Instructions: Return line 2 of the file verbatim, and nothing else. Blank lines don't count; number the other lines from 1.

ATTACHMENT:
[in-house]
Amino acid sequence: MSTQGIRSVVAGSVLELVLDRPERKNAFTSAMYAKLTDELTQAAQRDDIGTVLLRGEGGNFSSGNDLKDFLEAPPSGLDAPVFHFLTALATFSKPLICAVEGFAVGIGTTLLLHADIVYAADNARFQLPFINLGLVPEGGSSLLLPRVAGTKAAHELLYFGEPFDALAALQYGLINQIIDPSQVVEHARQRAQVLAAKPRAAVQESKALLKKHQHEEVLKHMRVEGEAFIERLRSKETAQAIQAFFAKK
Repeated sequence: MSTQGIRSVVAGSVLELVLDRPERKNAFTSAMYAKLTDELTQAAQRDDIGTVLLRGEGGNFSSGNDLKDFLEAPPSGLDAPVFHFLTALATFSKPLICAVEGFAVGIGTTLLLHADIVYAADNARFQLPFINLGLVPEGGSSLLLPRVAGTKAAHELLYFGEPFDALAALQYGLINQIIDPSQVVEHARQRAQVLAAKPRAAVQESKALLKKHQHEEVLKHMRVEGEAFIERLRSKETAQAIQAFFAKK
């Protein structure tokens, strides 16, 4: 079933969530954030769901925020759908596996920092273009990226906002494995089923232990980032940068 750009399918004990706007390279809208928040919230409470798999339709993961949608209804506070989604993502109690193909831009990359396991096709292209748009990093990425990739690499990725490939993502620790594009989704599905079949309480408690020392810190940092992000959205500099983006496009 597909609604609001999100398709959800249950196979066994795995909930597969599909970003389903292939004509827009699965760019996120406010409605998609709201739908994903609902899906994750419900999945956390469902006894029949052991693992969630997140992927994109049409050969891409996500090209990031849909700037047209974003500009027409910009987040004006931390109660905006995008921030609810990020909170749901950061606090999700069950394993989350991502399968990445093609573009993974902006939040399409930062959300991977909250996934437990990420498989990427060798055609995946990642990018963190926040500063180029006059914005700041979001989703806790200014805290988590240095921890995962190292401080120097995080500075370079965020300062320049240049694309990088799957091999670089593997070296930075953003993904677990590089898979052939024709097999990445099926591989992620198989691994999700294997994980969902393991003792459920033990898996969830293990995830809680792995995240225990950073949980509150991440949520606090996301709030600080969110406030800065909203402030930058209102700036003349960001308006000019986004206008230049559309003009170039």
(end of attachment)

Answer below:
Amino acid sequence: MSTQGIRSVVAGSVLELVLDRPERKNAFTSAMYAKLTDELTQAAQRDDIGTVLLRGEGGNFSSGNDLKDFLEAPPSGLDAPVFHFLTALATFSKPLICAVEGFAVGIGTTLLLHADIVYAADNARFQLPFINLGLVPEGGSSLLLPRVAGTKAAHELLYFGEPFDALAALQYGLINQIIDPSQVVEHARQRAQVLAAKPRAAVQESKALLKKHQHEEVLKHMRVEGEAFIERLRSKETAQAIQAFFAKK